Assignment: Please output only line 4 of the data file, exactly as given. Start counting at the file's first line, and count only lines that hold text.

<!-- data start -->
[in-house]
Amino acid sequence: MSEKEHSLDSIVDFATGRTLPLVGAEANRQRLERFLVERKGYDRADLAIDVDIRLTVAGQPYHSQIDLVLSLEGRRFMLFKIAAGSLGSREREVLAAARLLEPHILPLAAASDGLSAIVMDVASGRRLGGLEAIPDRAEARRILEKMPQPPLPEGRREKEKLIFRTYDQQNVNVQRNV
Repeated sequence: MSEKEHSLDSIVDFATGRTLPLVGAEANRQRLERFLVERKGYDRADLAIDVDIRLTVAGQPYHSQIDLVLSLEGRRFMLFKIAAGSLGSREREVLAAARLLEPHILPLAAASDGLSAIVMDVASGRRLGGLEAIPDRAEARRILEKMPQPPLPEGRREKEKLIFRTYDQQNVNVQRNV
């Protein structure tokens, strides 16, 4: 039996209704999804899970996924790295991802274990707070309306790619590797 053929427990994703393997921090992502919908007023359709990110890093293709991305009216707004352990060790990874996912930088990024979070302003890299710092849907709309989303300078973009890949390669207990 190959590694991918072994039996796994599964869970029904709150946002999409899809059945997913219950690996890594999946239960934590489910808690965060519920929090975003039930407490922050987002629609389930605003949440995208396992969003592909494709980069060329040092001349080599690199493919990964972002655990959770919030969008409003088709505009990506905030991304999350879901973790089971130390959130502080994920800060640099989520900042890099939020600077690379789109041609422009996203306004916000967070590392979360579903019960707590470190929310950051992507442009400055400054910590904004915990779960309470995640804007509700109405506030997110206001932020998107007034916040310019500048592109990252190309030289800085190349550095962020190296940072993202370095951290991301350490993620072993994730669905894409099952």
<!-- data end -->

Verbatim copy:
């Protein structure tokens, strides 16, 4: 039996209704999804899970996924790295991802274990707070309306790619590797 053929427990994703393997921090992502919908007023359709990110890093293709991305009216707004352990060790990874996912930088990024979070302003890299710092849907709309989303300078973009890949390669207990 190959590694991918072994039996796994599964869970029904709150946002999409899809059945997913219950690996890594999946239960934590489910808690965060519920929090975003039930407490922050987002629609389930605003949440995208396992969003592909494709980069060329040092001349080599690199493919990964972002655990959770919030969008409003088709505009990506905030991304999350879901973790089971130390959130502080994920800060640099989520900042890099939020600077690379789109041609422009996203306004916000967070590392979360579903019960707590470190929310950051992507442009400055400054910590904004915990779960309470995640804007509700109405506030997110206001932020998107007034916040310019500048592109990252190309030289800085190349550095962020190296940072993202370095951290991301350490993620072993994730669905894409099952």